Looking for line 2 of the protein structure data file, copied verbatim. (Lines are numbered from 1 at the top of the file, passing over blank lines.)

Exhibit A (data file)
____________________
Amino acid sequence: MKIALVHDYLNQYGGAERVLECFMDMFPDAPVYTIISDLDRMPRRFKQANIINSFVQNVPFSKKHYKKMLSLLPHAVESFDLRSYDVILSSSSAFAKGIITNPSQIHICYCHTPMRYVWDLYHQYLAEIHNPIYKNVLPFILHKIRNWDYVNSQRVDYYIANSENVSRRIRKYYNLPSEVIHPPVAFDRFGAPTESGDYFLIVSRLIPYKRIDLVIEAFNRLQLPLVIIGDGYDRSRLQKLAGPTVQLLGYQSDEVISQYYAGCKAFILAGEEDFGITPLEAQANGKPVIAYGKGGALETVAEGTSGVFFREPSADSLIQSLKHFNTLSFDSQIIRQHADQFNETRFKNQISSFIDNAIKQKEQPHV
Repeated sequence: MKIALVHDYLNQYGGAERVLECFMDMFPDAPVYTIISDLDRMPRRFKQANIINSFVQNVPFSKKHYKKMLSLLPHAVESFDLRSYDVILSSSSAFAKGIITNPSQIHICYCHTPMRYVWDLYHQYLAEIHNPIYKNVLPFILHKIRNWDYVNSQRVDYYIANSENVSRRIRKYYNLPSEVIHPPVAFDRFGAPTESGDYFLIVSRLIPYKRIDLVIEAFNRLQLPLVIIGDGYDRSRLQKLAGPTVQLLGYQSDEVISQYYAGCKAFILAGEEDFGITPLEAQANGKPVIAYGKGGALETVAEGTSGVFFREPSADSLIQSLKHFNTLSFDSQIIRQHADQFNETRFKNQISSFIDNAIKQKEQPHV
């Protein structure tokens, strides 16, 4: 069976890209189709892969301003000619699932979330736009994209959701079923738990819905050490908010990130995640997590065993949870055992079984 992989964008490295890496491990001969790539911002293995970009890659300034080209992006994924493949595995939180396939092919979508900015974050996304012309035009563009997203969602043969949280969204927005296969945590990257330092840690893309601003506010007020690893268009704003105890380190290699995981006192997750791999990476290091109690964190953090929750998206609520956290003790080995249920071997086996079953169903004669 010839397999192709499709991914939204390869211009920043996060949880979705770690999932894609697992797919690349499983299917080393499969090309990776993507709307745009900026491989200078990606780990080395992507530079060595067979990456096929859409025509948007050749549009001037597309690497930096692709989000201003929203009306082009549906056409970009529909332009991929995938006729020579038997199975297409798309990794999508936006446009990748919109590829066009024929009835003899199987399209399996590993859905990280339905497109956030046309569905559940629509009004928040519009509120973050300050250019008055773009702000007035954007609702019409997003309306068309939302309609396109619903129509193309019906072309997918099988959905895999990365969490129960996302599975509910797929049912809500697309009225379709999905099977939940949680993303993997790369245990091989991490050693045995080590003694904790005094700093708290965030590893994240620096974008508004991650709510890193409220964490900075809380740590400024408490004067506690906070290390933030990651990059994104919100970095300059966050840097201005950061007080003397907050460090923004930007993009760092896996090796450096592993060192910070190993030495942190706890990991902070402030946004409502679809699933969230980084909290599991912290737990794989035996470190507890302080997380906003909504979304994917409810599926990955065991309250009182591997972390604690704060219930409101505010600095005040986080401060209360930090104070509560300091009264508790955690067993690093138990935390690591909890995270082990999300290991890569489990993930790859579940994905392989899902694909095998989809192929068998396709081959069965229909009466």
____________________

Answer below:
Repeated sequence: MKIALVHDYLNQYGGAERVLECFMDMFPDAPVYTIISDLDRMPRRFKQANIINSFVQNVPFSKKHYKKMLSLLPHAVESFDLRSYDVILSSSSAFAKGIITNPSQIHICYCHTPMRYVWDLYHQYLAEIHNPIYKNVLPFILHKIRNWDYVNSQRVDYYIANSENVSRRIRKYYNLPSEVIHPPVAFDRFGAPTESGDYFLIVSRLIPYKRIDLVIEAFNRLQLPLVIIGDGYDRSRLQKLAGPTVQLLGYQSDEVISQYYAGCKAFILAGEEDFGITPLEAQANGKPVIAYGKGGALETVAEGTSGVFFREPSADSLIQSLKHFNTLSFDSQIIRQHADQFNETRFKNQISSFIDNAIKQKEQPHV